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Outdoor / November 15, 2012

Winter Hiking Essentials: Everything You'll Need for the Cold Adventure

BY Jane

For many outdoor enthusiasts, hiking is a three-season sport. By the end of fall, they’ve stored their packs and poles in favor of less treacherous winter activities. Although I sympathize with these fair-weather hikers, several of my friends are loud campaigners for winter hiking.

They argue that winter hiking is an incredible, outdoor experience. Trails are far less crowded in the winter, and provide an excellent opportunity for solitary enjoyment with few intrusions. Winter hiking is an adventure with a massive payout.

If you’re one of the few, brave souls who have been persuaded to try winter hiking, you need to be prepared to tackle the elements. Winter hiking requires greater planning, and more gear than hiking in other seasons.

The gear checklist we've created below is designed for a moderate winter day hike only. Always consult with a hiking expert before you tackle something more difficult.

What to Wear:

Winter Hiking Clothing

Channel your inner-onion and layer your clothes. You should be prepared to hike with the following three layers of clothes:

  • The Base Layer: Your base lawyer of clothing should keep you warm and dry. Make sure your shirt, pants, gloves, and socks are made from synthetic fabrics. Synthetic fabrics are plastic-based, meaning they aren’t as likely to trap moisture against your body and cause hypothermia. Look for clothes made from polyester, nylon, spandex, rayon, and acrylic.
  • The Insulating Layer: Your insulating layer of clothes should keep your body heat from escaping. You’ll lose a lot of heat through your head. Wear a fleece hat, with weatherproof outer that covers your ears. Look for heavy wool socks (to wear over your synthetic base socks), a fleece vest or jacket, and down jacket for colder trips.
  • The Weatherproof Layer: No matter how well you’ve planned your base and insulating layers, if you don’t have some way of keeping yourself waterproof, you’re going to be vulnerable to hypothermia.

    In case of inclement weather, pack waterproof outer gloves, a waterproof wind and rain jacket, and waterproof wind and rain pants. You should also have a pair of gaiters, warm, comfortable shoes, and sturdy waterproof boots for wading through deep drifts of snow.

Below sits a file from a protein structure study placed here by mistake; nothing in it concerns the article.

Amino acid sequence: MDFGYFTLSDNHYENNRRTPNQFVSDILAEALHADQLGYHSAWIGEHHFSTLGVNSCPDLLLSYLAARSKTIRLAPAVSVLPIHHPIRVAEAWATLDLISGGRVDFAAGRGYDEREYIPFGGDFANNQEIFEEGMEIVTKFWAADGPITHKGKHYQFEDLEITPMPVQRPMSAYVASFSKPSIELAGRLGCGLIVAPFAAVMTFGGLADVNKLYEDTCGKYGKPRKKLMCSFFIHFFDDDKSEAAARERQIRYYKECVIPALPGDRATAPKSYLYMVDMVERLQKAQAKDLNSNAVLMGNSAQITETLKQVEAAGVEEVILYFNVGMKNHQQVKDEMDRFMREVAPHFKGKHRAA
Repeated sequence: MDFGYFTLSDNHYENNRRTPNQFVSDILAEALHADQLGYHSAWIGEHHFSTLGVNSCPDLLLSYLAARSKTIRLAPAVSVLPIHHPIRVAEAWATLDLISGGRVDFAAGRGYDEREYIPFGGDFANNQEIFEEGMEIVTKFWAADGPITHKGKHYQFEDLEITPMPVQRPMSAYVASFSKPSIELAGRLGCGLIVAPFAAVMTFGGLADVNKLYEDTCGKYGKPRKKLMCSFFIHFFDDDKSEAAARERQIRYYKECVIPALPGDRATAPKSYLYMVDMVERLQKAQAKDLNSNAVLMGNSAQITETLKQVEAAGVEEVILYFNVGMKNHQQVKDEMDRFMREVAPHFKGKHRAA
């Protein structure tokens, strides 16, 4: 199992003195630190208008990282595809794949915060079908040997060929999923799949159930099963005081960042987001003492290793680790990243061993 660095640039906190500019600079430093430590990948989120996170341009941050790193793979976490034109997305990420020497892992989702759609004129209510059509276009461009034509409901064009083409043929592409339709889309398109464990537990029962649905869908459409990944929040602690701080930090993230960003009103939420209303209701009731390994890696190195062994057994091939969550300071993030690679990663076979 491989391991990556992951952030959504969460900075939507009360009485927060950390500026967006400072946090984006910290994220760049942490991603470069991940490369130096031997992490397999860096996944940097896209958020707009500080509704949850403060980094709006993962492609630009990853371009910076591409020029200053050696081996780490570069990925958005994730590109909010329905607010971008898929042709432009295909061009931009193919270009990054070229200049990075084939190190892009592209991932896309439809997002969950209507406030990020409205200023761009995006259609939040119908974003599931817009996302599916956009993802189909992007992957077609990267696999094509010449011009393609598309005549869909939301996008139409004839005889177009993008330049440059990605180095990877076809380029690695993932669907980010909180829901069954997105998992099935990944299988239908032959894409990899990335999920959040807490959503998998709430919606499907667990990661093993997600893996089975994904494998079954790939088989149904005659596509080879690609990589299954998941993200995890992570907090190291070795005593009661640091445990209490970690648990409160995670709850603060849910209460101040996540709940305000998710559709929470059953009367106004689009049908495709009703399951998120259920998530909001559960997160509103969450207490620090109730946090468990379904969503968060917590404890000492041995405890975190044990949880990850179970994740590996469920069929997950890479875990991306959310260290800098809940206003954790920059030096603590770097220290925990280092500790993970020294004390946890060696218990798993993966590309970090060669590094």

• If you’re one of the few, brave souls who have been persuaded to try winter hiking, you need to be prepared to tackle the elements.

Gear Essentials:

Winter Hiking Gear

Regardless of the duration of your trip, there are certain safety essentials you need to have when you hike. Always, always make sure you have the essentials.

  • Map, description of the trail, compass, and someone who knows where you’re going and when you’ll be back
  • Sturdy backpack and weather proof pack cover
  • Complete First Aid Kit with working emergency blankets
  • Crampons for your boots
  • Small knife, with multi-tools
  • Headlamp with extra batteries (keep the batteries warm, or they might not work properly when you need them)
  • Bivy sack or sleeping bag, and a foam pad (in case you have to stay overnight)
  • Waterproof matches and a fire starter
  • Reliable hiking shoes
  • Snow shovel, for bathroom and emergency use
  • Cell phone

Depending on the hike, you might need more than the basic safety gear. Know your hike in advance, and find out if you’ll need:

  • Snowshoes or Cross Country Skis
  • Ice Ax
  • Sunglasses or Goggles (for extreme cold, high wind, or snow glare)
  • Trekking poles
  • Avalanche Beacon
  • Avalanche Probe

Food Items:

Berries

You’ll burn more calories in the cold than you would otherwise. Make sure you’re prepared with enough food and water to meet your needs.

  • Water: Depending on the day hike, you’ll need about 2-3 liters of water. Pack warm water, it will take longer to freeze. You could also pack a thermos of tea or hot cocoa for a nice, warm treat.
  • Protein: Pack foods that are high in protein, and hard to freeze, like jerky and salami.
  • Carbs: Bagels are a high carb, easy-to-pack foods. So are dry cereals, granola, and crackers.
  • Snacks: Pack some trail mix, energy bars, chocolate, and hard candies for a quick, pick-me-up snack.

When you get back from your winter hiking adventure, stop by KURU Nation and tell us about it. We’d love to hear where you hiked, what you saw, and where your KURU’s will take you next.


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